In an age where much of the developed world is online 24/7, it doesn’t take long for a new menu sensation to spread like wildfire around the globe.

And perhaps the best case in point for this phenomenon is the now very famous cronut: a hybrid of two long-held consumer favourites, the croissant and the donut. 

Developed by Dominique Ansel at his New York bakery in May 2013, the innovative snack attracted not only long queues of customers, but media attention on a worldwide scale as pastry enthusiasts fell over themselves to express their desire in trying one.

It became one of the most virally talked about foods of the year, with Time magazine naming it as one of 2013’s top 25 innovations.

And although Ansel went on to trademark the name “cronut”, it hasn’t stopped other bakeries attempting to create their own varieties of this popular hybrid pastry. Versions of the buttery, cream-filled delicacy have popped up in cafes and bakeries all over the world, with variations on the cronut theme still emerging three years later.

For example, London’s Rinkoffs Bakery made headlines earlier this year when it launched a Crème Egg “cronut” for Easter. It also gained traction on social media as users enthused about this chocolate egg version of the treat.

That particular dessert’s creator, Jennifer Rinkoff, told Time she wanted to create something special for what is a busy season for bakeries.

“We did them last year because Easter is such a popular season for us, and I wanted to do something that wasn’t a hot cross bun — something really visual and gimmicky.”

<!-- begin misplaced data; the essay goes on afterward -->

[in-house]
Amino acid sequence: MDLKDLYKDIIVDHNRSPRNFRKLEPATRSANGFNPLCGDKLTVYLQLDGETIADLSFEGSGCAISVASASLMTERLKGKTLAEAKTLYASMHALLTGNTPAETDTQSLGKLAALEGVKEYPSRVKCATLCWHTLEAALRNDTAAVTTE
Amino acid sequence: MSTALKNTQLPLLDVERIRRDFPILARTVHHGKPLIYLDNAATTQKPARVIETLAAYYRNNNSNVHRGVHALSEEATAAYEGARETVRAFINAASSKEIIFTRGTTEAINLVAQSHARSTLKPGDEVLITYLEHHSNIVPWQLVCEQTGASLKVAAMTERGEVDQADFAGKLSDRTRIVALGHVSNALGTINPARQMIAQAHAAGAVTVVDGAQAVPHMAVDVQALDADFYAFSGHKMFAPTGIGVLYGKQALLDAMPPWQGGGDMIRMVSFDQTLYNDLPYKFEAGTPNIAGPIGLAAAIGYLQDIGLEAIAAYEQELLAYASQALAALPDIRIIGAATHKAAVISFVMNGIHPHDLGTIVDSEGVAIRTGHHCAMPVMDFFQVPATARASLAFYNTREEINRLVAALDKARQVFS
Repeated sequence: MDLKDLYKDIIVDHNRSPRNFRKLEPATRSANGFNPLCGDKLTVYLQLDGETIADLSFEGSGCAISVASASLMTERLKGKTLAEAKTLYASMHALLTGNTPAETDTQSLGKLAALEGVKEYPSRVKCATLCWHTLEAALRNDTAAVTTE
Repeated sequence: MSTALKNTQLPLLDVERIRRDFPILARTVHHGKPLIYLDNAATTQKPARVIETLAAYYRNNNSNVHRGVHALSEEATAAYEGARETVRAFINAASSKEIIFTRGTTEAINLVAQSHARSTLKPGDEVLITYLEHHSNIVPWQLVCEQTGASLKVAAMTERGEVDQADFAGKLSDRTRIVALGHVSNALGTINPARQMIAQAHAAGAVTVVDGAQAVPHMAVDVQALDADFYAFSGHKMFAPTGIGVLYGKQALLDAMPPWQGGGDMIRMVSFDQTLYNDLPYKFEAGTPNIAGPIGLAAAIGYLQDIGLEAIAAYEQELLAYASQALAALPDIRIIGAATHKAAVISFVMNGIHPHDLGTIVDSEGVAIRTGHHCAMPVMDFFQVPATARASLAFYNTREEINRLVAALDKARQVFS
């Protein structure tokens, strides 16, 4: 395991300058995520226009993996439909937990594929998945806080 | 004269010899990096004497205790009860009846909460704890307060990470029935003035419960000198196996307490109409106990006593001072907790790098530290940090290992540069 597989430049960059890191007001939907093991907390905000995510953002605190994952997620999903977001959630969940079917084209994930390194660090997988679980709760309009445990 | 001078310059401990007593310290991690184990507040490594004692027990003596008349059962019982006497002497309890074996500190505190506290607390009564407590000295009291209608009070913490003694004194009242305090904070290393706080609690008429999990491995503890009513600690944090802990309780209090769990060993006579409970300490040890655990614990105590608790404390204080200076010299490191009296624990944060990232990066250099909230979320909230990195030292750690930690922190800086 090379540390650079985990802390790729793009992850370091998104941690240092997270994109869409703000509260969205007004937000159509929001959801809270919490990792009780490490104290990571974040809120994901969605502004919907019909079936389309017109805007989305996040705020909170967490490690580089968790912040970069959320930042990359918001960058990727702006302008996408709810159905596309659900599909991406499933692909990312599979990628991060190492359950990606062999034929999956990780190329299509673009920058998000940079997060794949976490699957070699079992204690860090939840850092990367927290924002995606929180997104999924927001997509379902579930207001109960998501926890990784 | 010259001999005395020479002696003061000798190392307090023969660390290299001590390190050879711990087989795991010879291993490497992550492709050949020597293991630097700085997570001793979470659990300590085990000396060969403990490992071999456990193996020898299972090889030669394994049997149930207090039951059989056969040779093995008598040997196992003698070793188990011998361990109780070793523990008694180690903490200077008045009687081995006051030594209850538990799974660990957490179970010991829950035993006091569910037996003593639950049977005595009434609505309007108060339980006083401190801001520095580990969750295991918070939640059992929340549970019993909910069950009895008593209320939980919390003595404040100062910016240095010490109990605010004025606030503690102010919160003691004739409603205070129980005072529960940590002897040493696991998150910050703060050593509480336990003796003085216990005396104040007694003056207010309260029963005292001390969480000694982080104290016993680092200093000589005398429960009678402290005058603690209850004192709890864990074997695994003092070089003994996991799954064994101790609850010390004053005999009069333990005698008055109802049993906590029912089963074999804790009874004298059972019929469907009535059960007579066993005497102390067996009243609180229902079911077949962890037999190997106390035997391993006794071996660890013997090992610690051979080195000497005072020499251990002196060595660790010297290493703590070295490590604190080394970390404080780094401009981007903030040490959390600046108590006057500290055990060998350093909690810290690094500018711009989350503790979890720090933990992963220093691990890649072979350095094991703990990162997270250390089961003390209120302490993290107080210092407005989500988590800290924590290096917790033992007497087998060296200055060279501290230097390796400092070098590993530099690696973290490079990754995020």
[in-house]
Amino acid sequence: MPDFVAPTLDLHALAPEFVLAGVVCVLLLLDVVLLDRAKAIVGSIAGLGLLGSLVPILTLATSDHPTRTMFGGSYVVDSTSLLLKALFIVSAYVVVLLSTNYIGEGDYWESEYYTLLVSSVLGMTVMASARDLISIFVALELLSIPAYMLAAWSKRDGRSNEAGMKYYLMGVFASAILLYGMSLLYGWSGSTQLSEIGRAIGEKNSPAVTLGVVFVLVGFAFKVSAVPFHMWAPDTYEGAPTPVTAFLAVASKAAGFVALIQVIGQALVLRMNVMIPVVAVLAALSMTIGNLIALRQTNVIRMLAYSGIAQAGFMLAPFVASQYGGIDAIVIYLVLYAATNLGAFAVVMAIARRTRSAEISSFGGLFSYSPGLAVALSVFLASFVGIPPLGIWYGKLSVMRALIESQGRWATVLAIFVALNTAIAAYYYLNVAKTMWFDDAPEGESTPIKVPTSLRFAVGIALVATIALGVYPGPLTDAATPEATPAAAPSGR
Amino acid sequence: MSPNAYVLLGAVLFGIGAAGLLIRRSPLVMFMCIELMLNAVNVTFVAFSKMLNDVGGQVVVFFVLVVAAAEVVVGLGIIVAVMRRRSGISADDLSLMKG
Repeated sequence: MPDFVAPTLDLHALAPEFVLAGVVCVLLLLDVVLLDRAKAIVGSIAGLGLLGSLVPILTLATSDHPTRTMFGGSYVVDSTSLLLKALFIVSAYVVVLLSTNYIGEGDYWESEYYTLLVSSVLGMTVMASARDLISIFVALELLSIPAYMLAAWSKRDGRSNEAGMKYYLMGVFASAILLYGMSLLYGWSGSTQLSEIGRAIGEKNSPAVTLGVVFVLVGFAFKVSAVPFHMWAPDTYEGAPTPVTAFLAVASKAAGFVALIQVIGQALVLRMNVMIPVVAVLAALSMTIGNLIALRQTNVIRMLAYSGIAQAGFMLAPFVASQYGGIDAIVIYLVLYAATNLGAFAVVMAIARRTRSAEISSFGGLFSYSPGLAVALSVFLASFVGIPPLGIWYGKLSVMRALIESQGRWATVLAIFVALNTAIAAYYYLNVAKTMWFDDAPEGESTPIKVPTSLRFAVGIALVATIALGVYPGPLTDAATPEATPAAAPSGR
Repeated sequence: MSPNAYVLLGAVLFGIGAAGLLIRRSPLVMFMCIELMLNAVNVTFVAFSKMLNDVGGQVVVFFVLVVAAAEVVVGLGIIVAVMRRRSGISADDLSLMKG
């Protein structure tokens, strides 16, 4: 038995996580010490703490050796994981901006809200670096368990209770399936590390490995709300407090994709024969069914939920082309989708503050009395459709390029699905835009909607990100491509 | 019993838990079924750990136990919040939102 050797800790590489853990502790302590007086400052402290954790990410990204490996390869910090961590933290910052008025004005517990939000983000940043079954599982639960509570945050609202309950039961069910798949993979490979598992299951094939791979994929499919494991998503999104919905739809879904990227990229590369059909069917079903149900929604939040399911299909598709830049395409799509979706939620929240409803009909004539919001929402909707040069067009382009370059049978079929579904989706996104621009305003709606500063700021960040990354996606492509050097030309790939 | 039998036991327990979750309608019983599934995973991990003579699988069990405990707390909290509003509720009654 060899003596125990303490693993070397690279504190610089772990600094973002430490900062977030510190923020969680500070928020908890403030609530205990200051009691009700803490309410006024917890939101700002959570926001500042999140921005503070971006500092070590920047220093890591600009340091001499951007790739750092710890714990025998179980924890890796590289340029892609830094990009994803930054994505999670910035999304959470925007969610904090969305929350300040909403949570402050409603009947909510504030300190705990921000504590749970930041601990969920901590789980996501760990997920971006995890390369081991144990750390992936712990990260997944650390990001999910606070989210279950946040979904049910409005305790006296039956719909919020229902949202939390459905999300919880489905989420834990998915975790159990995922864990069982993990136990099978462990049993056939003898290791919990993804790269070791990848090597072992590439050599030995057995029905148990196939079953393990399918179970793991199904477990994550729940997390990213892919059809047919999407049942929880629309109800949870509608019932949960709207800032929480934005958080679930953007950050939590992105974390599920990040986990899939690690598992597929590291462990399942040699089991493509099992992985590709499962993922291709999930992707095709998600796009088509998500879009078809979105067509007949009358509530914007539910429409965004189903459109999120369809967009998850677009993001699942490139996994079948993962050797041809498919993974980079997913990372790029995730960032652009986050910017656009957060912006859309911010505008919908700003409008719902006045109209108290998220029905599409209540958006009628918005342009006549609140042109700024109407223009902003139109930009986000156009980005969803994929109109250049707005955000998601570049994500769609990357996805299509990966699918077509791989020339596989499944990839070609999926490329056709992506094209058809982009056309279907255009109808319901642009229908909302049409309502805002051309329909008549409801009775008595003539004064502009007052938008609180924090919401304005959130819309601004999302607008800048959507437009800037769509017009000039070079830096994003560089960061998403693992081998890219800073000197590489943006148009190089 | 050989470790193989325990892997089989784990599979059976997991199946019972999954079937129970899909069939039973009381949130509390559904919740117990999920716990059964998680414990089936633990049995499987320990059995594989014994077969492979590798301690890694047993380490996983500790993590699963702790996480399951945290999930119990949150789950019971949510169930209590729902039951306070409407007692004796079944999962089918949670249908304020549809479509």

Meanwhile, the original cronut creation is still going strong for Ansel.

He opened a bakery in Tokyo last year, launching a cronut flavoured with Hokkaido milk honey and Yuzu lemon curd, and this year announced plans to open his first London bakery. And the New York home of the cronut still rolls out a new flavour each month.

But the cronut isn’t the only dairy-based snack to sweep the masses.

The Hokkaido Cake, developed by Fonterra as a chef-led solution in Malaysia, also enjoyed widespread popularity throughout Asia in 2013, as news of its pillowy, cream-filled indulgence spread online.

The chiffon cupcakes, baked in square cups, and filled with cream or custard remain popular to this day. 

And with dessert connoisseurs eager to try the next novelty indulgence and social media users keen to spread the word about them, these hybrid-style, dairy-based snacks remain a trend worth capitalising on.